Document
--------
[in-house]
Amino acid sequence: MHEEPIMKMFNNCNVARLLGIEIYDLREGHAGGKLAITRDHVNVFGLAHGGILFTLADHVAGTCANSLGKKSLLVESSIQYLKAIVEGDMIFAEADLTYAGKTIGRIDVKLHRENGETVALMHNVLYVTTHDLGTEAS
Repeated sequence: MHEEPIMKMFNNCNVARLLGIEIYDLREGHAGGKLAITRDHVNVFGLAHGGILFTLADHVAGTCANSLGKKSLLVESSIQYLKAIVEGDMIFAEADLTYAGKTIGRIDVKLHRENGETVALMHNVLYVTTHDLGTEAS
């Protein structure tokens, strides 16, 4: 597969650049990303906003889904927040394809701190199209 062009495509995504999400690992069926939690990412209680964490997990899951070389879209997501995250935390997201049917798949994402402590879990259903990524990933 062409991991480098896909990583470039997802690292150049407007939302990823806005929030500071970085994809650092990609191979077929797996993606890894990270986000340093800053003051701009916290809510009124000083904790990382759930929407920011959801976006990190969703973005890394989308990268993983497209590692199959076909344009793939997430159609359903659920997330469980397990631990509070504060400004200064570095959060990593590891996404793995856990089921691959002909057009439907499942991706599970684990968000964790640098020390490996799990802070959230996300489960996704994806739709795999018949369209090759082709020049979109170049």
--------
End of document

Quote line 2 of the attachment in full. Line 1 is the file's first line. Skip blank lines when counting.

Amino acid sequence: MHEEPIMKMFNNCNVARLLGIEIYDLREGHAGGKLAITRDHVNVFGLAHGGILFTLADHVAGTCANSLGKKSLLVESSIQYLKAIVEGDMIFAEADLTYAGKTIGRIDVKLHRENGETVALMHNVLYVTTHDLGTEAS